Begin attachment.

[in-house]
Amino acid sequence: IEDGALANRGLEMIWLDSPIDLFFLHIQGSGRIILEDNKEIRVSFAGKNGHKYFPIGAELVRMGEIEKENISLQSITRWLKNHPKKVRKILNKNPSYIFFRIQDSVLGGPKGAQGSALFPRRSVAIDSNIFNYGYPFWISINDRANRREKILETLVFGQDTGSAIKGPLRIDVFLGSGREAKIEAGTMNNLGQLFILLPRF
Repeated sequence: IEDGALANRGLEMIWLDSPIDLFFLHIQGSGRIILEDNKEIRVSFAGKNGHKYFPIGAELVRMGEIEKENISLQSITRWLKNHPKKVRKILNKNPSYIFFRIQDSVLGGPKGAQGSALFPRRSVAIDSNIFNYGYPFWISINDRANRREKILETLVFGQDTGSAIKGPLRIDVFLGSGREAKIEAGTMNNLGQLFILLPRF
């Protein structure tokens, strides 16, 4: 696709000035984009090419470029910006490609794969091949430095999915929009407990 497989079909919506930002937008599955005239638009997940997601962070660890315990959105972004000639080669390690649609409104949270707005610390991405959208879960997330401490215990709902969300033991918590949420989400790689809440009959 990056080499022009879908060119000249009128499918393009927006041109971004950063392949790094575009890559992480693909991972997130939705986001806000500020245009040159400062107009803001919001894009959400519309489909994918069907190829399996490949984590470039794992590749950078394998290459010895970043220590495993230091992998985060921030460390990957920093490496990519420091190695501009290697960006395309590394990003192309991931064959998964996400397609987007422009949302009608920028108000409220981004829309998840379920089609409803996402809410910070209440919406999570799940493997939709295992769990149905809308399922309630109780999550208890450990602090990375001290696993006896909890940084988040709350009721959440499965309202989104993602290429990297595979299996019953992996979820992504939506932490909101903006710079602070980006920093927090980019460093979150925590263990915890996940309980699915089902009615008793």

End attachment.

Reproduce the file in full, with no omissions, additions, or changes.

[in-house]
Amino acid sequence: IEDGALANRGLEMIWLDSPIDLFFLHIQGSGRIILEDNKEIRVSFAGKNGHKYFPIGAELVRMGEIEKENISLQSITRWLKNHPKKVRKILNKNPSYIFFRIQDSVLGGPKGAQGSALFPRRSVAIDSNIFNYGYPFWISINDRANRREKILETLVFGQDTGSAIKGPLRIDVFLGSGREAKIEAGTMNNLGQLFILLPRF
Repeated sequence: IEDGALANRGLEMIWLDSPIDLFFLHIQGSGRIILEDNKEIRVSFAGKNGHKYFPIGAELVRMGEIEKENISLQSITRWLKNHPKKVRKILNKNPSYIFFRIQDSVLGGPKGAQGSALFPRRSVAIDSNIFNYGYPFWISINDRANRREKILETLVFGQDTGSAIKGPLRIDVFLGSGREAKIEAGTMNNLGQLFILLPRF
């Protein structure tokens, strides 16, 4: 696709000035984009090419470029910006490609794969091949430095999915929009407990 497989079909919506930002937008599955005239638009997940997601962070660890315990959105972004000639080669390690649609409104949270707005610390991405959208879960997330401490215990709902969300033991918590949420989400790689809440009959 990056080499022009879908060119000249009128499918393009927006041109971004950063392949790094575009890559992480693909991972997130939705986001806000500020245009040159400062107009803001919001894009959400519309489909994918069907190829399996490949984590470039794992590749950078394998290459010895970043220590495993230091992998985060921030460390990957920093490496990519420091190695501009290697960006395309590394990003192309991931064959998964996400397609987007422009949302009608920028108000409220981004829309998840379920089609409803996402809410910070209440919406999570799940493997939709295992769990149905809308399922309630109780999550208890450990602090990375001290696993006896909890940084988040709350009721959440499965309202989104993602290429990297595979299996019953992996979820992504939506932490909101903006710079602070980006920093927090980019460093979150925590263990915890996940309980699915089902009615008793």